Economic transformation occurs when resources are shifted from low-productivity to high-productivity activities. This happens, for example, when resources are shifted from low-productivity firms to high-productivity firms within a sector. We use productivity measures at the firm level to measure this process.
Generally the scope for such shifts is greater in developing countries than in developed countries, because there is less pressure and competition (including because of increased trade protection). In developing countries and hence fewer penalties for being less productive.
Country-level and indicator-level data:
We can examine total factor productivity at firm level using WB enterprise survey (WBES) data. The files include two charts per country using:
- Dispersion in productivity across firms by sector. This shows two types of density distribution using histogram (bar) and kernel (line) charts. The higher the peak around zero, the more firms are centred around average productivity. The lower the peak and the wider the distribution, the more dispersion there is between firms in a sector, which indicates opportunities for improving productivity within a sector.
- Distribution in productivity by country – comparing kernel and normal distributions. For many countries, the kernel density peaks higher and before the normal distribution. This means that a large number of firms have a productivity that is just below the average level productivity. With a long tail to the right meaning very few firms have very high levels of productivity (although this could also pick up sector effects).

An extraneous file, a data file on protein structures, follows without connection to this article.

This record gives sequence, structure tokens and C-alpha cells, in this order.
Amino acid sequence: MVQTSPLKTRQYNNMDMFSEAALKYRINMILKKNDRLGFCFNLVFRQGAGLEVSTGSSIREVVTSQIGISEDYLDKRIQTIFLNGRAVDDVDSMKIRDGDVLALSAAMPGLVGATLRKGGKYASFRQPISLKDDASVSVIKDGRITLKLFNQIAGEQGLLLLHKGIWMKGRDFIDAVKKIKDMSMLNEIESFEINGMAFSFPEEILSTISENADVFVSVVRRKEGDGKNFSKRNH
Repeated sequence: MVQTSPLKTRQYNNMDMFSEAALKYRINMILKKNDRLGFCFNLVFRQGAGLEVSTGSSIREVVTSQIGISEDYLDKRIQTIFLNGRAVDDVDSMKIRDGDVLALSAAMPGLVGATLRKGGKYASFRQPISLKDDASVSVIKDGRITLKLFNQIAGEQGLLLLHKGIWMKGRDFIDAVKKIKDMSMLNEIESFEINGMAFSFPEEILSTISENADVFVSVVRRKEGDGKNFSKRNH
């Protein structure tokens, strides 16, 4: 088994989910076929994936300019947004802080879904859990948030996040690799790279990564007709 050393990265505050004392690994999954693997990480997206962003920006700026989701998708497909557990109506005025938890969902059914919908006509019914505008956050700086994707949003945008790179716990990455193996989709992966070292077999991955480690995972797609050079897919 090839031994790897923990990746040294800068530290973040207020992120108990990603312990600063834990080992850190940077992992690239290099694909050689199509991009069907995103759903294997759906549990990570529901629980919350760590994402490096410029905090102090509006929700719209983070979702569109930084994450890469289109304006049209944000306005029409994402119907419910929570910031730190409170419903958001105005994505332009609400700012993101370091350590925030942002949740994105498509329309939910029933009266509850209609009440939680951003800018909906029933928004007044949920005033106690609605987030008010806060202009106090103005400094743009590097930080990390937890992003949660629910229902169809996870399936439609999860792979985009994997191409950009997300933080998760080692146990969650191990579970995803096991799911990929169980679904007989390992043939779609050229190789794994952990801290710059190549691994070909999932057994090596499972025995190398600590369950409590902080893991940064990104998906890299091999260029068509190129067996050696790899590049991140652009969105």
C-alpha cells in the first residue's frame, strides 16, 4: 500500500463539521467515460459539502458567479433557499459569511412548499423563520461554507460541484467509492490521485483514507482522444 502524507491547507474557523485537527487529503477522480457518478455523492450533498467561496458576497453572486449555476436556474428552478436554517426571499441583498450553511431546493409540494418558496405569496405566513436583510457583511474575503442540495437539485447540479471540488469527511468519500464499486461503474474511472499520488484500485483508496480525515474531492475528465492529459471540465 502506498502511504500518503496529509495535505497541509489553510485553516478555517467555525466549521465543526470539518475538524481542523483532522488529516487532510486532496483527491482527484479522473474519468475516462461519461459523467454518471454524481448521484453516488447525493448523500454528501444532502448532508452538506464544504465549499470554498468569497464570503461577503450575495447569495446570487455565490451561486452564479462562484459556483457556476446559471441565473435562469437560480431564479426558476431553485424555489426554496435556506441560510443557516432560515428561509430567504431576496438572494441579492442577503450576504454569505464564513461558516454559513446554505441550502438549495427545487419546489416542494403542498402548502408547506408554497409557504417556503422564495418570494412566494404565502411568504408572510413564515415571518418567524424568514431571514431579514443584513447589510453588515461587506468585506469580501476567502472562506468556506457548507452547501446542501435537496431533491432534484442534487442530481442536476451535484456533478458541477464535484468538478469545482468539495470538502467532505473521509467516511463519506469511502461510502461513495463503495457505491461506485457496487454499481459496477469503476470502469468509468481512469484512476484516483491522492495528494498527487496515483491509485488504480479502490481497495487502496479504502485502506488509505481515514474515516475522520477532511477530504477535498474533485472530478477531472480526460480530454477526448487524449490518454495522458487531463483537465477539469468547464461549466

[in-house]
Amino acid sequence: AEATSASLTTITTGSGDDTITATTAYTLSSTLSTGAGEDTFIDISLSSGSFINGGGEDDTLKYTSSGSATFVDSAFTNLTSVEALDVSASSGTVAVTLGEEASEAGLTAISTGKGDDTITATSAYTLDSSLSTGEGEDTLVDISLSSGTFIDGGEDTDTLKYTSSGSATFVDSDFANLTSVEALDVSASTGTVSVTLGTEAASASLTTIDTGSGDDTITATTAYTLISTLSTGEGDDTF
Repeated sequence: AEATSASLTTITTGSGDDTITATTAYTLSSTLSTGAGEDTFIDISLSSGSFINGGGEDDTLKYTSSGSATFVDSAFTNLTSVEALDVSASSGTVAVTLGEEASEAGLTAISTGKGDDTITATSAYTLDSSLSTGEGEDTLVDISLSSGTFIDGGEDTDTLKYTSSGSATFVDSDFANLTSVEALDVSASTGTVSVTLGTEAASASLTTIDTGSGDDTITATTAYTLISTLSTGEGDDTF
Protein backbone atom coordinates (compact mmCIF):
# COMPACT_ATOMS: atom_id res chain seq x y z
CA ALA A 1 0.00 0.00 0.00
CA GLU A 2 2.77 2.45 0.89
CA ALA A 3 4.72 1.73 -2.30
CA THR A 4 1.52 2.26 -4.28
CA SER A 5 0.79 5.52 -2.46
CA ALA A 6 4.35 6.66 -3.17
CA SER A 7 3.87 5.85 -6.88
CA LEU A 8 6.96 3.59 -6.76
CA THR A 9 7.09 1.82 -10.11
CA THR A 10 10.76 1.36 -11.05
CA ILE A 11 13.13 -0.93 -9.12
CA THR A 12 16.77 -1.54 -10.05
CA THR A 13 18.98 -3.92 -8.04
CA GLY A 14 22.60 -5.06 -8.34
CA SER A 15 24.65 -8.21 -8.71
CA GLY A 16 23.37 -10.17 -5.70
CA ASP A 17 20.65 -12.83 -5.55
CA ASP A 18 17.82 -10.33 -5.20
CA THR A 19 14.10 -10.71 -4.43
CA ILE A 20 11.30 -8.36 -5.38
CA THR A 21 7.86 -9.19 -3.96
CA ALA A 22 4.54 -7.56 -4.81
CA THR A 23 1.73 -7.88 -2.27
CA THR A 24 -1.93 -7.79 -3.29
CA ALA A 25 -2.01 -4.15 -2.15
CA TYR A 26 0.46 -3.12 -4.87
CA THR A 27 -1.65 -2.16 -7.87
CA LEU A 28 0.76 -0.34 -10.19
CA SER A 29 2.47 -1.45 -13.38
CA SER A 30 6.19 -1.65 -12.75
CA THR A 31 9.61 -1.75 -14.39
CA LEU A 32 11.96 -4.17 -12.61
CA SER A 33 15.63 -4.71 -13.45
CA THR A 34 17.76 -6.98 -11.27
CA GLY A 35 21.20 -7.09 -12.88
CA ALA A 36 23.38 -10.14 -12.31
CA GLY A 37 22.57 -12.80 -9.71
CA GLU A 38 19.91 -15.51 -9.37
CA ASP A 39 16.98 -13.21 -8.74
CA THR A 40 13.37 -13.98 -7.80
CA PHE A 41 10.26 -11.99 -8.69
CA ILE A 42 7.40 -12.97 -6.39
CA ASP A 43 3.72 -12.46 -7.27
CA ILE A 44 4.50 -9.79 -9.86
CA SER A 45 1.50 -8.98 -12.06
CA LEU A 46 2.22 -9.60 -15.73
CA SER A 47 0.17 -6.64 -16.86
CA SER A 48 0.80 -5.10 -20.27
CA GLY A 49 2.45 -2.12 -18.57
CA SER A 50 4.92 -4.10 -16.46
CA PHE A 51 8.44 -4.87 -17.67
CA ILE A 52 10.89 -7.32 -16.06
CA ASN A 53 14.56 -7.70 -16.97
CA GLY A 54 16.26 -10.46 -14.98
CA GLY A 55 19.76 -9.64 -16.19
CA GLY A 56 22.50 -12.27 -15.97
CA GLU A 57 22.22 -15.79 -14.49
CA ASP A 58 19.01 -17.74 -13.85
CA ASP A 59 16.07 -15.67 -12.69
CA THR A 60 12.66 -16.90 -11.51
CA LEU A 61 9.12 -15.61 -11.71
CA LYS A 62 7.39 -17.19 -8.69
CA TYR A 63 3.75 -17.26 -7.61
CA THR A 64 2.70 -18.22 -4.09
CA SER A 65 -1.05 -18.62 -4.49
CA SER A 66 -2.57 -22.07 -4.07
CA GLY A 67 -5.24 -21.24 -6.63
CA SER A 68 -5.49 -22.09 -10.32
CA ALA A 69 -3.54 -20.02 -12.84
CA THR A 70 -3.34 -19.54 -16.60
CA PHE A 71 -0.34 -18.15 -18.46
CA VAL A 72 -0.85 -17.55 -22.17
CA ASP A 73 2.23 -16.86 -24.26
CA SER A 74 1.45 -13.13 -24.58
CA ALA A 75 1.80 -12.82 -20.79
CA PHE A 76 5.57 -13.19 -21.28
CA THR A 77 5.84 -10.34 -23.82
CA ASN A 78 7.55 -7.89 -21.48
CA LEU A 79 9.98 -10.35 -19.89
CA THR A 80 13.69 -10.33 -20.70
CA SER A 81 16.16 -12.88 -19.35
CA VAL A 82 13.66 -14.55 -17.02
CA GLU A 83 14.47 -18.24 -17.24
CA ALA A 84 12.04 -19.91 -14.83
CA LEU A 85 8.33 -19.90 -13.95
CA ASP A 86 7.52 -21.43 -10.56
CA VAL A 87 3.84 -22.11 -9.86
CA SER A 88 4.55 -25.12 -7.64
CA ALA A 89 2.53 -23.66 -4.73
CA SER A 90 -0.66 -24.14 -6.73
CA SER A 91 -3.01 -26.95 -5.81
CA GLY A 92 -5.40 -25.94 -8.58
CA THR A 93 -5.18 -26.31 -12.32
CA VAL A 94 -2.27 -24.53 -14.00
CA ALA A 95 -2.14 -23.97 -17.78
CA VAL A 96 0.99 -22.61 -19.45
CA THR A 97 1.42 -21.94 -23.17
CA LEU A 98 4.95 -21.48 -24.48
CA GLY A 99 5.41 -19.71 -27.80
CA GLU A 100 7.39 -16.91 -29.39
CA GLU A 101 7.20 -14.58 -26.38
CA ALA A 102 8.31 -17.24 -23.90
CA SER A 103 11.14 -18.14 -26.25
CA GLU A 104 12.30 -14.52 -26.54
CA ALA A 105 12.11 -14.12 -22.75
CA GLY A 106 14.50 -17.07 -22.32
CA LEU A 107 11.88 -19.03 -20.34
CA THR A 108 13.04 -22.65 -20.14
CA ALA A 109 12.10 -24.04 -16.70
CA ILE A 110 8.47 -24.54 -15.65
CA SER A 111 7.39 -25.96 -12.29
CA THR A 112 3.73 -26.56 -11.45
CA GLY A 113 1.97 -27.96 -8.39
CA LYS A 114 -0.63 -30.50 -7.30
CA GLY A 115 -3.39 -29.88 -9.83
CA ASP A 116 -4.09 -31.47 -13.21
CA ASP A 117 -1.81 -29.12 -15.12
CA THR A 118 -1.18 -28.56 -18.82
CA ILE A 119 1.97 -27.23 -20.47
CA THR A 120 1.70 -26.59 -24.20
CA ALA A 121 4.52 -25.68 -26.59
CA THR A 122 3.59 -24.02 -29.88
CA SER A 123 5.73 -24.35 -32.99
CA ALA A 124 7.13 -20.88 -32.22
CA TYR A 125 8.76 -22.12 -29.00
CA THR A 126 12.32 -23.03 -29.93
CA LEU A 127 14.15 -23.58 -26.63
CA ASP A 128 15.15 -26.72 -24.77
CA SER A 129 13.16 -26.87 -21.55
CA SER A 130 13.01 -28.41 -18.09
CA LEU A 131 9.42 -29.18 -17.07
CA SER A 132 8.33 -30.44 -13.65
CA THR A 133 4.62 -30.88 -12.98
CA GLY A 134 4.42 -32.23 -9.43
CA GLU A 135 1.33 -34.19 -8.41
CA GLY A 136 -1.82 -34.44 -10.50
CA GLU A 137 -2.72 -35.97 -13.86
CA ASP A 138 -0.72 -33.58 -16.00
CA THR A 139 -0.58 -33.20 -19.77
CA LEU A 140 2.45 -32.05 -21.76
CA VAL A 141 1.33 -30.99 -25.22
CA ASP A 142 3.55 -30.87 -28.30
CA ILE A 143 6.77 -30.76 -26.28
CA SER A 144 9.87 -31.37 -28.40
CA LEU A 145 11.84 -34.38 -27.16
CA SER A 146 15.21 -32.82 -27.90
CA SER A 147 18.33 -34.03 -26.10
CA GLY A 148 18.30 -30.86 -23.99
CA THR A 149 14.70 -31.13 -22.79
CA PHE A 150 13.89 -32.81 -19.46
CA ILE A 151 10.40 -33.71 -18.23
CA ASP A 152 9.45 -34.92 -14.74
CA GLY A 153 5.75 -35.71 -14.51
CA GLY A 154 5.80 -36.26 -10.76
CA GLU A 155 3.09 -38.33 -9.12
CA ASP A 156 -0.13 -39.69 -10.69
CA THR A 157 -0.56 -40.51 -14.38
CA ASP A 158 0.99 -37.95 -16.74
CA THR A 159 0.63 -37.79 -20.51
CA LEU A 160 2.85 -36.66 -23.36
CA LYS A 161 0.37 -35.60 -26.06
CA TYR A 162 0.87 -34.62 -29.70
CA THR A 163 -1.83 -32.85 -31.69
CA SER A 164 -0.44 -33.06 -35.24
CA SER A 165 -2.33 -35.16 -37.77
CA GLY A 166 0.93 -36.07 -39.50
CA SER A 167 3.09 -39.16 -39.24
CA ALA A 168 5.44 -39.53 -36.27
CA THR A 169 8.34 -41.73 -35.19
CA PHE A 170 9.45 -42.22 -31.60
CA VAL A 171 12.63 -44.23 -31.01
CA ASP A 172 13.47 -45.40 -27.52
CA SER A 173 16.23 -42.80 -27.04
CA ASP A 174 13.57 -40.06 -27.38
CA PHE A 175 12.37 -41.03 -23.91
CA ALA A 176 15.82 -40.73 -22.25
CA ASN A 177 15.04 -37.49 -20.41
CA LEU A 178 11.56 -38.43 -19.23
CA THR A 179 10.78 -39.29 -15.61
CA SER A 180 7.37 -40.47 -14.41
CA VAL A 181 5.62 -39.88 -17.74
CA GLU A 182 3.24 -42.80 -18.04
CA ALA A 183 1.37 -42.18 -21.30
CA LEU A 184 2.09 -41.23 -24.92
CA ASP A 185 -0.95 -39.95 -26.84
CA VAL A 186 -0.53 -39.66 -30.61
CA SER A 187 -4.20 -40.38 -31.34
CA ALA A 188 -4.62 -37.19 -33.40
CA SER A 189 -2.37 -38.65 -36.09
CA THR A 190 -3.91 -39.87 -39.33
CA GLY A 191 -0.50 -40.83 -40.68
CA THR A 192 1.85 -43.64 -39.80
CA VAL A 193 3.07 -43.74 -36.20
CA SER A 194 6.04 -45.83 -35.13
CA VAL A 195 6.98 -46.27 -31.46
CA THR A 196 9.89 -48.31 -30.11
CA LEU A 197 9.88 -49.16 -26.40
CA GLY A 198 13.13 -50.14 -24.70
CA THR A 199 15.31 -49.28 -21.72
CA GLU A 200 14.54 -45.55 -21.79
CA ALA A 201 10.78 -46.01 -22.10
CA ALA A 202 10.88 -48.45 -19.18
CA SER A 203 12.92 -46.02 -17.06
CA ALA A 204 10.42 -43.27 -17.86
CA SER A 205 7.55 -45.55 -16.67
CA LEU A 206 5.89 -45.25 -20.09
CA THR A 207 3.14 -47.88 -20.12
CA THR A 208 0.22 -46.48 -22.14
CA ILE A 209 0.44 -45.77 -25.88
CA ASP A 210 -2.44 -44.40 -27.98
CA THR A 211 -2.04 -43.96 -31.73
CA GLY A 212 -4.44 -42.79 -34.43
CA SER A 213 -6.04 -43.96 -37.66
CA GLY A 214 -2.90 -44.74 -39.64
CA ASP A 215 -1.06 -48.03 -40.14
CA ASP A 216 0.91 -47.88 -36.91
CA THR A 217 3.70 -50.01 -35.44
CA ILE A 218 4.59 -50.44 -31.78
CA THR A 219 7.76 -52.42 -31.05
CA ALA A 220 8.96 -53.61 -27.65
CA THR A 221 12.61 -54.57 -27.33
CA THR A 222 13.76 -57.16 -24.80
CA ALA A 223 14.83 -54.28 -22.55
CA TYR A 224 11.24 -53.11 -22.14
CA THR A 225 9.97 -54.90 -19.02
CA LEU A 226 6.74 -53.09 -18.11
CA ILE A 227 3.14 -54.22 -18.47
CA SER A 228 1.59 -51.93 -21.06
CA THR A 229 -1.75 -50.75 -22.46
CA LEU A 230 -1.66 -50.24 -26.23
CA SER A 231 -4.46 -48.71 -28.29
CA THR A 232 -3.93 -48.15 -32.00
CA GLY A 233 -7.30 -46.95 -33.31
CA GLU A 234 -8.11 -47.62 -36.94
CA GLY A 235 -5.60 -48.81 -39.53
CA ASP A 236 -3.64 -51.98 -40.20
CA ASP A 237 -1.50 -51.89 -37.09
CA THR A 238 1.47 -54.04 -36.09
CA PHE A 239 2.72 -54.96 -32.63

There are a number of pros and cons in using firm-level data to analyse economic transformation. Whilst the WBES data cover a wide range of countries, the number of firms covered in each country is often low and high selective.
|Area of transformation||Data sources||Pros||Cons||Uses|
|Productivity at firm-level||World Bank enterprise survey data||Number of countries, comparability across countries||Number of firms covered in each country can be low||Total factor productivity level, dispersion across sectors|
|Wages by occupation||ILO – OWW database||Historical data on wages||Data availability in recent years; measurement issues and variability across time|